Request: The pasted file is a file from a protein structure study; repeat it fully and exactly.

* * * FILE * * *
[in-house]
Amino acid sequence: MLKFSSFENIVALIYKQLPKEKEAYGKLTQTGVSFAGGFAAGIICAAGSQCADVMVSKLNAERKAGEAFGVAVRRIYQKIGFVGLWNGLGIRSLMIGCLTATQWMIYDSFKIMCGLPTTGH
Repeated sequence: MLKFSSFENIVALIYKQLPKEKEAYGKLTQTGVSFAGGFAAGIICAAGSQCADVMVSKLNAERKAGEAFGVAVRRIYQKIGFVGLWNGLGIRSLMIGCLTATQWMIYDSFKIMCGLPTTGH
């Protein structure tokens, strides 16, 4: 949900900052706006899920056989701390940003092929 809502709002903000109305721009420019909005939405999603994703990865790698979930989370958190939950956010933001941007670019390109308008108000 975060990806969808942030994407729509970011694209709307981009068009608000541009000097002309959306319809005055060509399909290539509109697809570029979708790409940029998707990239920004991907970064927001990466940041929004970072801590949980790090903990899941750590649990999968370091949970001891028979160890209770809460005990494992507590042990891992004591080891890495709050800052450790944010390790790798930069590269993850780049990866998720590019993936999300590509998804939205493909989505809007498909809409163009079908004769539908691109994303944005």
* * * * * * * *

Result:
[in-house]
Amino acid sequence: MLKFSSFENIVALIYKQLPKEKEAYGKLTQTGVSFAGGFAAGIICAAGSQCADVMVSKLNAERKAGEAFGVAVRRIYQKIGFVGLWNGLGIRSLMIGCLTATQWMIYDSFKIMCGLPTTGH
Repeated sequence: MLKFSSFENIVALIYKQLPKEKEAYGKLTQTGVSFAGGFAAGIICAAGSQCADVMVSKLNAERKAGEAFGVAVRRIYQKIGFVGLWNGLGIRSLMIGCLTATQWMIYDSFKIMCGLPTTGH
């Protein structure tokens, strides 16, 4: 949900900052706006899920056989701390940003092929 809502709002903000109305721009420019909005939405999603994703990865790698979930989370958190939950956010933001941007670019390109308008108000 975060990806969808942030994407729509970011694209709307981009068009608000541009000097002309959306319809005055060509399909290539509109697809570029979708790409940029998707990239920004991907970064927001990466940041929004970072801590949980790090903990899941750590649990999968370091949970001891028979160890209770809460005990494992507590042990891992004591080891890495709050800052450790944010390790790798930069590269993850780049990866998720590019993936999300590509998804939205493909989505809007498909809409163009079908004769539908691109994303944005």